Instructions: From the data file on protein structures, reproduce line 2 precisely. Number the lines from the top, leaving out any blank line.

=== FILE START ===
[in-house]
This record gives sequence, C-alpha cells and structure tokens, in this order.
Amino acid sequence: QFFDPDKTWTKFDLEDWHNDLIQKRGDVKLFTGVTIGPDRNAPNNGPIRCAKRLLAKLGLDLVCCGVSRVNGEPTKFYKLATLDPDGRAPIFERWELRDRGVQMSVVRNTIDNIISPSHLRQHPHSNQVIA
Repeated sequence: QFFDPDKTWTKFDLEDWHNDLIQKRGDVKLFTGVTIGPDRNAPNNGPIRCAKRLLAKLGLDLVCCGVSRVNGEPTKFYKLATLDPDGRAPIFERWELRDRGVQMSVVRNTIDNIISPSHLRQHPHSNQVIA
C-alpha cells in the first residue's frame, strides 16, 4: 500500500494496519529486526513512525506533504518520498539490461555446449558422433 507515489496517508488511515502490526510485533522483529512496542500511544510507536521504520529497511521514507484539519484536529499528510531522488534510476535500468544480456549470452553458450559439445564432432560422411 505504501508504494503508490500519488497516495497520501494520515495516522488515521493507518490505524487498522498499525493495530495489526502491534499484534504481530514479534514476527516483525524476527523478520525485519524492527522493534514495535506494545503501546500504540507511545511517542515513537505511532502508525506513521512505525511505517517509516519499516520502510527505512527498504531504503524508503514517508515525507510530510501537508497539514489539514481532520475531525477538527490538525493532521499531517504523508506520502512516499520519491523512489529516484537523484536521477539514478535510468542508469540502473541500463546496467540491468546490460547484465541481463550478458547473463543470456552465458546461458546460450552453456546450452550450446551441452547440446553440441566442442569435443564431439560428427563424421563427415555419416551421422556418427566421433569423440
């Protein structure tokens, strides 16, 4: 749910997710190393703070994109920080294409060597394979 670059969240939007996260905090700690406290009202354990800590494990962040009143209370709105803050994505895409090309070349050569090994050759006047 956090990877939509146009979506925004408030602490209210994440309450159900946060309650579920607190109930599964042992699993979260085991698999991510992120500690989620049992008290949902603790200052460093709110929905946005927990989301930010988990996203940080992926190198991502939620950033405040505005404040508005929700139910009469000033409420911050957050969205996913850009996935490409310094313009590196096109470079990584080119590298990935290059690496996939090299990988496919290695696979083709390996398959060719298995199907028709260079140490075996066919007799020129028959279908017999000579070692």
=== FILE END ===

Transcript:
This record gives sequence, C-alpha cells and structure tokens, in this order.